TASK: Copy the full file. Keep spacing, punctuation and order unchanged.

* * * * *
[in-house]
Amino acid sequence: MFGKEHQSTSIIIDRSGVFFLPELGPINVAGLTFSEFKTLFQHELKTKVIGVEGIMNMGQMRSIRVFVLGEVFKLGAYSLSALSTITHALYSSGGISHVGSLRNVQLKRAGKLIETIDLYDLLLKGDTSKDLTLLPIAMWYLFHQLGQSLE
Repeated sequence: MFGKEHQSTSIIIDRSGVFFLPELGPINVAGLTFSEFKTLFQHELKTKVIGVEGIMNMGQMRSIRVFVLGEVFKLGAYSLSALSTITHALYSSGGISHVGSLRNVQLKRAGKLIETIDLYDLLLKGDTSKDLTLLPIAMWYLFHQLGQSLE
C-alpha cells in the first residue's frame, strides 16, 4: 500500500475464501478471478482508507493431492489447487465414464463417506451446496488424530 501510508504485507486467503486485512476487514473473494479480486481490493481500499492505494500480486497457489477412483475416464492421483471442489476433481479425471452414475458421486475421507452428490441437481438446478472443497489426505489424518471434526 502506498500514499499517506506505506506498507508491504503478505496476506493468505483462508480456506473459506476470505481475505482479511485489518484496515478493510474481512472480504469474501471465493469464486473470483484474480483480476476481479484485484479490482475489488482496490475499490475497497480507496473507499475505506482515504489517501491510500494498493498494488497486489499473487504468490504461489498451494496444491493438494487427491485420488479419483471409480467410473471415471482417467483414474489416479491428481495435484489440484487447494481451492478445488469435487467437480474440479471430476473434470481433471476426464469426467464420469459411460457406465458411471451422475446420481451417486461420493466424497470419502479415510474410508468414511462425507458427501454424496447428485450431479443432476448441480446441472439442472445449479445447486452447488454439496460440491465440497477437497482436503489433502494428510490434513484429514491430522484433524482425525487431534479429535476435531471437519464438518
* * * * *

[in-house]
Amino acid sequence: MFGKEHQSTSIIIDRSGVFFLPELGPINVAGLTFSEFKTLFQHELKTKVIGVEGIMNMGQMRSIRVFVLGEVFKLGAYSLSALSTITHALYSSGGISHVGSLRNVQLKRAGKLIETIDLYDLLLKGDTSKDLTLLPIAMWYLFHQLGQSLE
Repeated sequence: MFGKEHQSTSIIIDRSGVFFLPELGPINVAGLTFSEFKTLFQHELKTKVIGVEGIMNMGQMRSIRVFVLGEVFKLGAYSLSALSTITHALYSSGGISHVGSLRNVQLKRAGKLIETIDLYDLLLKGDTSKDLTLLPIAMWYLFHQLGQSLE
C-alpha cells in the first residue's frame, strides 16, 4: 500500500475464501478471478482508507493431492489447487465414464463417506451446496488424530 501510508504485507486467503486485512476487514473473494479480486481490493481500499492505494500480486497457489477412483475416464492421483471442489476433481479425471452414475458421486475421507452428490441437481438446478472443497489426505489424518471434526 502506498500514499499517506506505506506498507508491504503478505496476506493468505483462508480456506473459506476470505481475505482479511485489518484496515478493510474481512472480504469474501471465493469464486473470483484474480483480476476481479484485484479490482475489488482496490475499490475497497480507496473507499475505506482515504489517501491510500494498493498494488497486489499473487504468490504461489498451494496444491493438494487427491485420488479419483471409480467410473471415471482417467483414474489416479491428481495435484489440484487447494481451492478445488469435487467437480474440479471430476473434470481433471476426464469426467464420469459411460457406465458411471451422475446420481451417486461420493466424497470419502479415510474410508468414511462425507458427501454424496447428485450431479443432476448441480446441472439442472445449479445447486452447488454439496460440491465440497477437497482436503489433502494428510490434513484429514491430522484433524482425525487431534479429535476435531471437519464438518